by Paul Nurse via newscientist.com
IF YOU respect science you will probably be disturbed by the following opinions.
On evolution: intelligent design is “a legitimate scientific theory that should be taught in science class”. And don’t believe in “a theory that human beings – thinking, loving beings – originated from fish that sprouted legs and crawled out of the sea or from monkeys who eventually swung down from the trees.”
On the use of embryonic stem cell research to cure diseases: it should be shut down because it involves “the wholesale destruction of human life”.
On climate change: variations are “natural, cyclical environmental trends”. That “we can’t say with assurance that human activities cause weather changes” and that climate problems in Texas are best solved through “days of prayer for rain”.
You would probably be even more disturbed to be told that these are the opinions expressed by potential Republican candidates for the US presidential nomination (see “Science rears its head in Republican debates“). It’s alarming that a country which leads the world in science – the home of Benjamin Franklin, Richard Feynman and Jim Watson – might be turning its back on science. How can this be happening? What can be done?
One problem is treating scientific discussion as if it were political debate. When some politicians try to sway public opinion, they employ the tricks of the debating chamber: cherry-picking data, ignoring the consensus opinions of experts, adept use of a sneer or a misplaced comparison, reliance on the power of rhetoric rather than argument. They can often get away with this because the media rely too much on confrontational debate in place of reasoned discussion.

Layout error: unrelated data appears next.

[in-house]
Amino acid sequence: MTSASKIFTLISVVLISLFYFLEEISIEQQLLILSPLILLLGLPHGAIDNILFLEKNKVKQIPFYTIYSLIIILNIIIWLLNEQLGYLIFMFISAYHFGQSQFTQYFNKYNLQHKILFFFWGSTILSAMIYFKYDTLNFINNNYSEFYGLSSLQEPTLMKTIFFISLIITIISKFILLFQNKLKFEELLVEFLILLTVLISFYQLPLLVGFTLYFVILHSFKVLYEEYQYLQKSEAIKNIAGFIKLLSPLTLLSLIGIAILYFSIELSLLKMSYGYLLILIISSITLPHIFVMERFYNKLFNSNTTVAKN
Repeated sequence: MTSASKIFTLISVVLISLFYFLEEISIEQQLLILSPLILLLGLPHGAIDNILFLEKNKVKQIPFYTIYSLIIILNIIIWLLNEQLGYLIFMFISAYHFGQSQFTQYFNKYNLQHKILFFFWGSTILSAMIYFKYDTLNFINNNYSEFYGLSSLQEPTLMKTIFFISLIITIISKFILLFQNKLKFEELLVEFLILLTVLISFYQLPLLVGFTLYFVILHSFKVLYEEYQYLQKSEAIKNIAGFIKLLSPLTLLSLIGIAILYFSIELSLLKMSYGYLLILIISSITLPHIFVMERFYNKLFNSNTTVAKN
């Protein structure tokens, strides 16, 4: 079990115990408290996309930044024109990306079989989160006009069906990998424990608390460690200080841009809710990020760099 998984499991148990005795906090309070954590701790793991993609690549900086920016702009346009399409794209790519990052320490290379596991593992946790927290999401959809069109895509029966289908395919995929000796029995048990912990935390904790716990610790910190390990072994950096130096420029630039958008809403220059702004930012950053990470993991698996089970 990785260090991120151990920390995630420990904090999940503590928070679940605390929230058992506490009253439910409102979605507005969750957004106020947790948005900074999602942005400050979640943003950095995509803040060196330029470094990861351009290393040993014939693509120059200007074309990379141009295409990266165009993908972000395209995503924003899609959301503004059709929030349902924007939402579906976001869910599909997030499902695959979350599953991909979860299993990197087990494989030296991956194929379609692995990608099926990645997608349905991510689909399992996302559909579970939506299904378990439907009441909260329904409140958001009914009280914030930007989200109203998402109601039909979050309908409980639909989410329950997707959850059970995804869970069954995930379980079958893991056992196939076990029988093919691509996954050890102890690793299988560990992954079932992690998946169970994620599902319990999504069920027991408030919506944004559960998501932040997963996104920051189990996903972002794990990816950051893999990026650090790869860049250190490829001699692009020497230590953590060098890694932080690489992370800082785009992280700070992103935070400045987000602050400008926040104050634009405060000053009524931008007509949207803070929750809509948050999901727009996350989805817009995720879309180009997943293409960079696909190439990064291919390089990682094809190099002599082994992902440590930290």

It is essential, in public issues, to separate science from politics and ideology. Get the science right first, then discuss the political implications. We scientists also need to work harder at discussing the issues better and more fully in the public arena, clearly identifying what we know and admitting what we don’t know.
Another concern is science teaching in schools. Is it good enough to produce citizens able to cope with public discussions about science? We have to ensure that science is being taught in schools – not pseudoscience. With the rise of free and faith schools and the academies in the UK, measures need to be put in place to safeguard science classes. This has been difficult to maintain particularly in the US.
We need to emphasise why the scientific process is such a reliable generator of knowledge – with its respect for evidence, for scepticism, for consistency of approach, for the constant testing of ideas. Everyone should know and understand why the processes that lead to astronomy are more reliable than those that lead to astrology.
Finally, scientific leaders have a responsibility to expose the bunkum. We scientists have not always been proactive about this. We need to be vigilant about what is being said in the public arena. We need to be vigilant about what politicians are publicising about science and take them on when necessary. At elections, scientists should ensure that science is on the agenda and nonsense is exposed. If that nonsense is extreme enough then the response should be very public.
If those who are anti-science in the US are allowed to carry the day it will ultimately hurt the American economy. The best scientists will head for the established leaders of science, such as the UK and emerging powerhouses such as China and India. But beyond that it will damage the US’s standing in the world. Who will be able to take its leaders seriously? They may not care, but they should.
Science is worth fighting for. It helps us understand the world and ourselves better and will benefit all humanity.
We have to hope that the people of the US will see through some of the nonsense being foisted on them by vocal minorities. It is time to reject political movements that reject science and take us back into the dark rather than forward into a more enlightened future.